Hanford

Report: Hanford currently poses low risk to public

PUREX was used to remove plutonium, uranium and neptunium from irradiated fuel at Hanford until 1990.
PUREX was used to remove plutonium, uranium and neptunium from irradiated fuel at Hanford until 1990.

The public usually has low to no risk from the Hanford nuclear reservation, even if radioactive releases occur on site, according to the initial results from a new review.

The Consortium for Risk Evaluation with Stakeholder Participation, or CRESP, has released a preliminary report as it reviews risk at Hanford.

The review has looked at just part of Hanford to date, including contaminated groundwater and underground tanks holding 56 million gallons of radioactive waste. It also has covered some potentially high-risk facilities, including the Plutonium and Uranium Extraction facility, or PUREX.

Other areas, including some of the huge chemical processing plants and some waste sites where large amounts of contaminated liquids were dumped into the ground, will be included in the next report.

The Department of Energy commissioned the $4 million study from the independent, multi-university group CRESP to identify and characterize potential risks at Hanford. The review is intended to provide information to help guide decisions about the order that remaining cleanup work should be done, according to CRESP.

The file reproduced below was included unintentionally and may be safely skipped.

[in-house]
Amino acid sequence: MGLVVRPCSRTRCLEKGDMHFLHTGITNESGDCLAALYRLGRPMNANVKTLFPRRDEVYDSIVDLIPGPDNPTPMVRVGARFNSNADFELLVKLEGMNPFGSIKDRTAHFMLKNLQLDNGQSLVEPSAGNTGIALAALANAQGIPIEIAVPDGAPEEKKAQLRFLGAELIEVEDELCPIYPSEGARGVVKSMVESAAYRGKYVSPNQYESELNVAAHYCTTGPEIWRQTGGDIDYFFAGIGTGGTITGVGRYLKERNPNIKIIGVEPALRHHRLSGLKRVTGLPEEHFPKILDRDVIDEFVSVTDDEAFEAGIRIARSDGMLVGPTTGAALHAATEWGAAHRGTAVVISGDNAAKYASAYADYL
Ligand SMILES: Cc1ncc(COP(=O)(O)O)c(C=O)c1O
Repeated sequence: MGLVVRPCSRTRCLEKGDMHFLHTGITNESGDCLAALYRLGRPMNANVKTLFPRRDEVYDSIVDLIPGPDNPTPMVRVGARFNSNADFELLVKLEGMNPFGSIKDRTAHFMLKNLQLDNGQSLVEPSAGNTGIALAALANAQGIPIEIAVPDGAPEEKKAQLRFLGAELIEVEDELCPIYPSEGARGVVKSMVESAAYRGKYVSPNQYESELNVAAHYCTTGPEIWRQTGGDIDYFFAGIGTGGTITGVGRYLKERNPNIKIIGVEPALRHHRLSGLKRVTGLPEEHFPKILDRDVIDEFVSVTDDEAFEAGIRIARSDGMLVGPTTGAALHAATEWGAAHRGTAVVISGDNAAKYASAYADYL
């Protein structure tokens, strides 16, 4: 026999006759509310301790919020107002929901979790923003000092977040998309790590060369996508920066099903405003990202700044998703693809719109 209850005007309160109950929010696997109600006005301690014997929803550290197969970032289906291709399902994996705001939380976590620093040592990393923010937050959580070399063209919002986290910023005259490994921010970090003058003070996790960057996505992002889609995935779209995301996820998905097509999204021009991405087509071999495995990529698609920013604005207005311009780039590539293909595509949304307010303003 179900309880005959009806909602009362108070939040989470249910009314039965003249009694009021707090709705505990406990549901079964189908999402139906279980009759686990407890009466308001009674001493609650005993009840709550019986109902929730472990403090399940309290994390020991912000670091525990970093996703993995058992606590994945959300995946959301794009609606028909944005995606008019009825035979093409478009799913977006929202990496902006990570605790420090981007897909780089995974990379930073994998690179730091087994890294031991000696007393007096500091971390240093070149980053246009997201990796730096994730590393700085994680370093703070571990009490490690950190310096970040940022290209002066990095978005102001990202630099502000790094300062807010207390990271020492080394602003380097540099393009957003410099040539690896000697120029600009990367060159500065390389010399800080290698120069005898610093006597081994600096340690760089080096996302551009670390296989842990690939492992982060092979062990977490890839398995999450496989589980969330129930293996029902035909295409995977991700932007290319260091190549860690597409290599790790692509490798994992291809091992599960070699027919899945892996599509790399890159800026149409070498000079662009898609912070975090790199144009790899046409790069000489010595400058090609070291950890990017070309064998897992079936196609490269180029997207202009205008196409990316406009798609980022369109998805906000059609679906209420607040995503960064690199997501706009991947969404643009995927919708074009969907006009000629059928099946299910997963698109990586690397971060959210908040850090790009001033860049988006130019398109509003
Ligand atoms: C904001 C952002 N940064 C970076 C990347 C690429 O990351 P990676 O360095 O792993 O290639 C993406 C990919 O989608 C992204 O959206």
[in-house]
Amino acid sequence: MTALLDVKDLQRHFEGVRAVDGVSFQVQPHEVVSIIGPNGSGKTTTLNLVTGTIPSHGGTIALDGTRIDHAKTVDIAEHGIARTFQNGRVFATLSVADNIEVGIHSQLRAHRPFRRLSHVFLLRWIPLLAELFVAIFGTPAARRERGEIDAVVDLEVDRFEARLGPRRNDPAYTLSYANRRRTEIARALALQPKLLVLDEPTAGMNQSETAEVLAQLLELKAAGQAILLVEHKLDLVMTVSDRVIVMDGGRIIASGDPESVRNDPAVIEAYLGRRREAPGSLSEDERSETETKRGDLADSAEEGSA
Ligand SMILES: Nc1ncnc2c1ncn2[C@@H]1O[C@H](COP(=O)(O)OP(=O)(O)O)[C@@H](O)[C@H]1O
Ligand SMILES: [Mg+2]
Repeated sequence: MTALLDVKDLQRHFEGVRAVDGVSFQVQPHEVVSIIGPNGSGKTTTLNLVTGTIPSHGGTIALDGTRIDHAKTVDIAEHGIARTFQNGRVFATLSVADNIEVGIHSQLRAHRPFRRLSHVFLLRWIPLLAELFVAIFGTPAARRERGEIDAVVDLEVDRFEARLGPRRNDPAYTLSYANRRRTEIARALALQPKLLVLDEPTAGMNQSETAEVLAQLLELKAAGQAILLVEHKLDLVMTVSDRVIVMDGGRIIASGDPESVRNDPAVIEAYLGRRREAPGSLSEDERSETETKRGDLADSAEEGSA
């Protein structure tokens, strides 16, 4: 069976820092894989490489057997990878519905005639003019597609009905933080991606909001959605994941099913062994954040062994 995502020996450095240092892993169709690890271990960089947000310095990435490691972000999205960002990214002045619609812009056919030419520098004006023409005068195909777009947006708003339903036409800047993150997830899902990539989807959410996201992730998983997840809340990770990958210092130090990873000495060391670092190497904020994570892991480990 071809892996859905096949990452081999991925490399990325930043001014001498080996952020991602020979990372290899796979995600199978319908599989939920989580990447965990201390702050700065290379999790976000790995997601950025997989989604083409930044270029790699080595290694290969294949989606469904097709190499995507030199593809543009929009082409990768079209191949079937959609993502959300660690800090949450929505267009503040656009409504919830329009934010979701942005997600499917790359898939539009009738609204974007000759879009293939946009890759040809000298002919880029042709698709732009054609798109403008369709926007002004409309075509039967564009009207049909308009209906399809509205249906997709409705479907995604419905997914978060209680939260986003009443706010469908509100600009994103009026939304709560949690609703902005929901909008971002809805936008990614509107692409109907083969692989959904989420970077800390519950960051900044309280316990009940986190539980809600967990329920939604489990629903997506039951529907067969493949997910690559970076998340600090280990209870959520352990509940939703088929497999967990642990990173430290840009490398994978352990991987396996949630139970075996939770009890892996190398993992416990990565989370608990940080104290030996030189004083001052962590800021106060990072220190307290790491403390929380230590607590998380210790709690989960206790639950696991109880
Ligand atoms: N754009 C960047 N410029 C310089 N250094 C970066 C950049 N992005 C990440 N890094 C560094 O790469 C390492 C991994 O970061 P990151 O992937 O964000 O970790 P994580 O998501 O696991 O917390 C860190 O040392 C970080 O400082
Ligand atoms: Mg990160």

David Kosson, the review’s principal investigator, said that much cleanup work has been done at Hanford, but remaining cleanup is expected to take more than 50 years and cost more than $100 billion.

“It’s important to take a step back periodically to assess what is remaining and how to think about the challenges ahead,” he said.

Parts of the 586-square-mile nuclear reservation were left heavily contaminated with radioactive and hazardous chemical waste by plutonium production from World War II through the Cold War for the nation’s nuclear weapons program.

The preliminary report by CRESP grouped cleanup activities by potential risk, including those considered the highest priority based on potential risks to human health and environment.

High priorities include reduction or elimination of risks associated with earthquakes, fires, extended loss of power or other external events, the preliminary report said.

Much of the risk now to human health would be to workers or others near central Hanford facilities, rather than to the public at the site’s boundaries and in areas where the public can freely travel, including the Columbia River, it said.

An earthquake at PUREX in central Hanford could collapse the building and its tunnels, which were used to dispose of contaminated materials. People within 100 yards of PUREX could be exposed to radiation, the preliminary report said.

One tunnel was built almost entirely of railroad ties in 1956. The second tunnel was built of stronger material, but contains 28 rail cars of waste.

Most cleanup has yet to be done at PUREX, which operated from the ’50s until 1990 to chemically separate plutonium, uranium and neptunium from irradiated fuel. Almost 70 percent of Hanford’s irradiated fuel was reprocessed there.

A large fire is a worry for the Central Waste Complex, potentially exposing people within 100 yards to radiation, the preliminary report said.